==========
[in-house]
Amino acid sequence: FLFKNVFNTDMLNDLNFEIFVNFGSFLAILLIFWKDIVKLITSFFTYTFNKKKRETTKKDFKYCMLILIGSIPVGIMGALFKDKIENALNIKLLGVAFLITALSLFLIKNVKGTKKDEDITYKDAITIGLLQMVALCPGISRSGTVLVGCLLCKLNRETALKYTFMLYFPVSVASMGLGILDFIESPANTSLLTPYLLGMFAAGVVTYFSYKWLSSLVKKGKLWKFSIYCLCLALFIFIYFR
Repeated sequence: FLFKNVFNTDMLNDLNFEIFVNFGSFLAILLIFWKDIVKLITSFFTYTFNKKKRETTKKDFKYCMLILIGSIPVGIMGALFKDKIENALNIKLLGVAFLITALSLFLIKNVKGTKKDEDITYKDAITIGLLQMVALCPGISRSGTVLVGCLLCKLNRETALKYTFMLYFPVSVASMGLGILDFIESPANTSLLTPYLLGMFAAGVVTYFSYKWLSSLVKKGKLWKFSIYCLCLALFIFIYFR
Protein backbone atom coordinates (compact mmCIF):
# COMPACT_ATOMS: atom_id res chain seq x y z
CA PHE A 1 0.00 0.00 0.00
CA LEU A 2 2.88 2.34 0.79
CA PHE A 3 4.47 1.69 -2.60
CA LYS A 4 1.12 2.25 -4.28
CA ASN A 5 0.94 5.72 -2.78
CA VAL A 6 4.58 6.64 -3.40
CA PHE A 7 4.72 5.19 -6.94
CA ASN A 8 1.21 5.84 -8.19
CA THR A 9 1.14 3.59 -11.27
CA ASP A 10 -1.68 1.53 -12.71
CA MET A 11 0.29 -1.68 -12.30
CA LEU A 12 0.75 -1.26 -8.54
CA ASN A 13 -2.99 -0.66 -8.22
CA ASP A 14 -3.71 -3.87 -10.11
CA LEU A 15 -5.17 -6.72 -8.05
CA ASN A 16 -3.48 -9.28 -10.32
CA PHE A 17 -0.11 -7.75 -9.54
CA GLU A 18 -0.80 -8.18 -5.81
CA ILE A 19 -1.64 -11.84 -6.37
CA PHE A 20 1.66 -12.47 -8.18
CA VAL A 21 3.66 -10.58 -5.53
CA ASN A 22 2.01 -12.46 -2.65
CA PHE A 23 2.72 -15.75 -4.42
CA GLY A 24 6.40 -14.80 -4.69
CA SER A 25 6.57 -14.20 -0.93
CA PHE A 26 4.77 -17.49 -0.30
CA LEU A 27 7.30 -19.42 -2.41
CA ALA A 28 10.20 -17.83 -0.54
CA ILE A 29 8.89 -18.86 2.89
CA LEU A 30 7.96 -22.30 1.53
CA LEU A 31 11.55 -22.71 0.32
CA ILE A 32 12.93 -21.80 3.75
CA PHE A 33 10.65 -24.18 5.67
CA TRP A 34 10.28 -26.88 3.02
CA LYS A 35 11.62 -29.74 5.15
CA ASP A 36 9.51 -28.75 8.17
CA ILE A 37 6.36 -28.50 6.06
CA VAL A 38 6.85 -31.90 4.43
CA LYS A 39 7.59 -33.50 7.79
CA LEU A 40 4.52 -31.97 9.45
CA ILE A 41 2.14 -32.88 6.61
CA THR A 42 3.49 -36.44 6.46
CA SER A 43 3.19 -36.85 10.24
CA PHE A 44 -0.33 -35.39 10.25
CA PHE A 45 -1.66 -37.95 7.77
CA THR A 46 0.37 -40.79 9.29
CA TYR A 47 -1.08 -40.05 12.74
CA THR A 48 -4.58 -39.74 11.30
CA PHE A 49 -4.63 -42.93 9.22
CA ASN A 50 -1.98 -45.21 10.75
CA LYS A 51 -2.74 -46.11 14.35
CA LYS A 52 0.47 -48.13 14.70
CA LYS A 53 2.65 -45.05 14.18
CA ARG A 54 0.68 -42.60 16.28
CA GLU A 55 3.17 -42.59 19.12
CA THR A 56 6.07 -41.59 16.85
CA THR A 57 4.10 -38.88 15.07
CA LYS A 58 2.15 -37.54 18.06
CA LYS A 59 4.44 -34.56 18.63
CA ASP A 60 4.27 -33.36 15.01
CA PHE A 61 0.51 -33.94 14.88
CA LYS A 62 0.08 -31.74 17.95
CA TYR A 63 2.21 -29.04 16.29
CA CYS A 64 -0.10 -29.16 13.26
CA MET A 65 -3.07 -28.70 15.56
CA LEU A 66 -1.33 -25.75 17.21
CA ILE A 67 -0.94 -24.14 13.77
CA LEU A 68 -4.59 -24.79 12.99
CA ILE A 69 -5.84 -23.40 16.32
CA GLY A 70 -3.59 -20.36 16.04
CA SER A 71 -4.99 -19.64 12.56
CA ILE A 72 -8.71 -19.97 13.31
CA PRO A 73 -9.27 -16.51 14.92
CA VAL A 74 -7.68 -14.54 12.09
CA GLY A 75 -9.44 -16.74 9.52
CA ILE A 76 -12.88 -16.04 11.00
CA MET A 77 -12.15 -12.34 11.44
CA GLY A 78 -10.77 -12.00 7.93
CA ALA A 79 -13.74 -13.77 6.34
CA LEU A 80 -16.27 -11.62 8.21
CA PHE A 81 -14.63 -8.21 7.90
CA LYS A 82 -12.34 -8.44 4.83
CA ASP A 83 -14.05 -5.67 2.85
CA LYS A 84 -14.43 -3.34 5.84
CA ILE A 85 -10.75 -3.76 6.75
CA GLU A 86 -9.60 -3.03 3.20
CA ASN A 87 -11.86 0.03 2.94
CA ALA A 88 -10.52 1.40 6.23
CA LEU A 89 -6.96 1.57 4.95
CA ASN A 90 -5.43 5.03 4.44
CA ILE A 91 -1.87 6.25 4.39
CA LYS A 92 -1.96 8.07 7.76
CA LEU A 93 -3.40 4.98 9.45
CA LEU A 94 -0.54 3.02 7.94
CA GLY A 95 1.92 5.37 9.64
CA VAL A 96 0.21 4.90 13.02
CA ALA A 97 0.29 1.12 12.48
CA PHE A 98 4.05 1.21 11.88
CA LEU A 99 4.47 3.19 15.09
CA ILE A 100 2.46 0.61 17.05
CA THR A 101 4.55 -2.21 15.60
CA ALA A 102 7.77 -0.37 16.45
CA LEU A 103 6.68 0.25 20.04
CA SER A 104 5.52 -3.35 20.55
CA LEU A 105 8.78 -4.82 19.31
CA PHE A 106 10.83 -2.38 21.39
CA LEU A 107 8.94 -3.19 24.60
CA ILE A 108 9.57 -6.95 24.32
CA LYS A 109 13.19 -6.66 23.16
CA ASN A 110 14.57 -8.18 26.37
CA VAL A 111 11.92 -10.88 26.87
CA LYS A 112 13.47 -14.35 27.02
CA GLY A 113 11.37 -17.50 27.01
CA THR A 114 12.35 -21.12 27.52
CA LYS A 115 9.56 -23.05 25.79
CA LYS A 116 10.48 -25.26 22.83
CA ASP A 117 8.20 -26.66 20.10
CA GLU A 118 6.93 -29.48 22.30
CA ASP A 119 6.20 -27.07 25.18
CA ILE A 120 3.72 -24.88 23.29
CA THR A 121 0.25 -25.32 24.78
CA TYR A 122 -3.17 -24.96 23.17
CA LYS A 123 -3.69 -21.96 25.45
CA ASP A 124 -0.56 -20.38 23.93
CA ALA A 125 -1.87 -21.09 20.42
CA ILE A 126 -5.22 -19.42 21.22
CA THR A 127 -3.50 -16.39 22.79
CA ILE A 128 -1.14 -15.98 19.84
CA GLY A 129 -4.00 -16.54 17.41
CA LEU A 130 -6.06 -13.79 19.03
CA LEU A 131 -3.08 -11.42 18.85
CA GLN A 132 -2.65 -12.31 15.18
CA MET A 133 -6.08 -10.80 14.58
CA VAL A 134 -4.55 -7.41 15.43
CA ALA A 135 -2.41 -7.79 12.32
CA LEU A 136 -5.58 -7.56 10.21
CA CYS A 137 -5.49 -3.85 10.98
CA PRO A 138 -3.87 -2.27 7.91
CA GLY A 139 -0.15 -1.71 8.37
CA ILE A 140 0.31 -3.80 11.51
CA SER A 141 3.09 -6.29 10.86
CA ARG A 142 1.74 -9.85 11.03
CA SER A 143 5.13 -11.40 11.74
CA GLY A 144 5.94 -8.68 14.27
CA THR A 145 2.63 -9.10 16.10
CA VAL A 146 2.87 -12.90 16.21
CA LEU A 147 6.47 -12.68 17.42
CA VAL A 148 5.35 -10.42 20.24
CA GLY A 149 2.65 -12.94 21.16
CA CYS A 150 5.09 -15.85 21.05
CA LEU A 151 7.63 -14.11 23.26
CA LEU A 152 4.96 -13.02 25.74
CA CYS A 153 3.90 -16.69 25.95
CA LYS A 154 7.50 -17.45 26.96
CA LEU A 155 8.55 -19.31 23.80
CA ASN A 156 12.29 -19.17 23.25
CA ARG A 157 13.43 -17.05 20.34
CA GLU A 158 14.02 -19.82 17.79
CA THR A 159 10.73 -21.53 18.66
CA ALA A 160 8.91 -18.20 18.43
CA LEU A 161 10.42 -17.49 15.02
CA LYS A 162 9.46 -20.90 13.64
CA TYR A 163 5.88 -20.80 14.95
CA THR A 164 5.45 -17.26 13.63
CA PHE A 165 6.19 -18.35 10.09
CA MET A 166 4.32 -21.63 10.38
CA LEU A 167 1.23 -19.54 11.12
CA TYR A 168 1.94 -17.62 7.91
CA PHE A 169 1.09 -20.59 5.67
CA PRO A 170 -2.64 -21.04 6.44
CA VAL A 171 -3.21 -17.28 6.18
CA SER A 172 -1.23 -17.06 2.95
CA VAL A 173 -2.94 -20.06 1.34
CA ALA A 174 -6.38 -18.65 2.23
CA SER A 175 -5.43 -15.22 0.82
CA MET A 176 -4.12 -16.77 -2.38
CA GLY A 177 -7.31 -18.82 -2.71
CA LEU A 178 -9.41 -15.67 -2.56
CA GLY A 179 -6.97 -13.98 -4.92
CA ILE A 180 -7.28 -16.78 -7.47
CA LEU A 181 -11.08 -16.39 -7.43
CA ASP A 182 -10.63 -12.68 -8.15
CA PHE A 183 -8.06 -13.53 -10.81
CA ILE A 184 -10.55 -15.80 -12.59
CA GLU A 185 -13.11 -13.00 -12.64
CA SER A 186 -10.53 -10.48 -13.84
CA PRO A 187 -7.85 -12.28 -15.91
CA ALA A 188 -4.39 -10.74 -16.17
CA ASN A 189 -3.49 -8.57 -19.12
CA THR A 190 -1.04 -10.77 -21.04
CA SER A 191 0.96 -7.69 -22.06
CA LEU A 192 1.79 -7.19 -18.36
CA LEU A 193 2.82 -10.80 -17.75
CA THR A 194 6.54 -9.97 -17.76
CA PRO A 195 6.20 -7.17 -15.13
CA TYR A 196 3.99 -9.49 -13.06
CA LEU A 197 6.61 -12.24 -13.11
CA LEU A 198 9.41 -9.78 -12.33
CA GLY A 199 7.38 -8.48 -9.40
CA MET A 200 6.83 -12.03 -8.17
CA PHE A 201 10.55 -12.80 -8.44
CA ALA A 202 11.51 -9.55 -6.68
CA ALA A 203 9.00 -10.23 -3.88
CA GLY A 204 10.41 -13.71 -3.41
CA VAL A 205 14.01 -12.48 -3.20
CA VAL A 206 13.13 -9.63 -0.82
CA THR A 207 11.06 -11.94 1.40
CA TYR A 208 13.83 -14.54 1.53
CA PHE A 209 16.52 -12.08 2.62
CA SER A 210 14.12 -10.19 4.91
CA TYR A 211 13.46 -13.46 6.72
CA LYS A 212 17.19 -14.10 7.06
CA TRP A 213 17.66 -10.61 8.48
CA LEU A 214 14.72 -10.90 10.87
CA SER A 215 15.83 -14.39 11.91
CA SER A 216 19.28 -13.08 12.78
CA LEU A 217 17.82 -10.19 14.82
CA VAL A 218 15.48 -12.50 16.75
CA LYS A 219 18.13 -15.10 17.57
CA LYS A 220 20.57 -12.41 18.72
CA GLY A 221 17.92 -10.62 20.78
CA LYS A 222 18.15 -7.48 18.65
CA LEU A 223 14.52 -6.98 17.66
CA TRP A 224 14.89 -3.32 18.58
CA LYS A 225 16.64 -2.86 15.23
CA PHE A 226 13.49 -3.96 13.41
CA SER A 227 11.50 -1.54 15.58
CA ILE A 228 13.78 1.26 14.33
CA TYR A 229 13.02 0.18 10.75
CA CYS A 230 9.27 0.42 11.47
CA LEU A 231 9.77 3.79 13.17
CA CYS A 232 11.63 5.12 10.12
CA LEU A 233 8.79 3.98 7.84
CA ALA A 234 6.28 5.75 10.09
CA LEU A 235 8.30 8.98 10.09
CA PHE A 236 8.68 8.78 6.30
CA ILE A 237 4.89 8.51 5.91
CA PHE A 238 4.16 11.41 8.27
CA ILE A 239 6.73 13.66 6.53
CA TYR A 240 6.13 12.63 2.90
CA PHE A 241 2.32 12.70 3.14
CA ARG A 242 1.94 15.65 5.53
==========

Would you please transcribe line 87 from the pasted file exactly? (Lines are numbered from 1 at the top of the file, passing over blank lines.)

CA LYS A 82 -12.34 -8.44 4.83